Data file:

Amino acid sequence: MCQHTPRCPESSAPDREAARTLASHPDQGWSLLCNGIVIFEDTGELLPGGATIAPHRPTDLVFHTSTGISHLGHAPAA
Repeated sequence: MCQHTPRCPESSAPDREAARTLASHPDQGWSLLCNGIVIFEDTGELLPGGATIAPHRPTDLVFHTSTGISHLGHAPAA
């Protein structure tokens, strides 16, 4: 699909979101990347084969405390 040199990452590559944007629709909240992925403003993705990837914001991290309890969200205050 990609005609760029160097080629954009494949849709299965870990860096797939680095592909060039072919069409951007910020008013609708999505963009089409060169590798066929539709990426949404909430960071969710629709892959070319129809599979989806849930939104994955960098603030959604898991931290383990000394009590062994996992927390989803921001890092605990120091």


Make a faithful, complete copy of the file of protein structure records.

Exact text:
Amino acid sequence: MCQHTPRCPESSAPDREAARTLASHPDQGWSLLCNGIVIFEDTGELLPGGATIAPHRPTDLVFHTSTGISHLGHAPAA
Repeated sequence: MCQHTPRCPESSAPDREAARTLASHPDQGWSLLCNGIVIFEDTGELLPGGATIAPHRPTDLVFHTSTGISHLGHAPAA
């Protein structure tokens, strides 16, 4: 699909979101990347084969405390 040199990452590559944007629709909240992925403003993705990837914001991290309890969200205050 990609005609760029160097080629954009494949849709299965870990860096797939680095592909060039072919069409951007910020008013609708999505963009089409060169590798066929539709990426949404909430960071969710629709892959070319129809599979989806849930939104994955960098603030959604898991931290383990000394009590062994996992927390989803921001890092605990120091």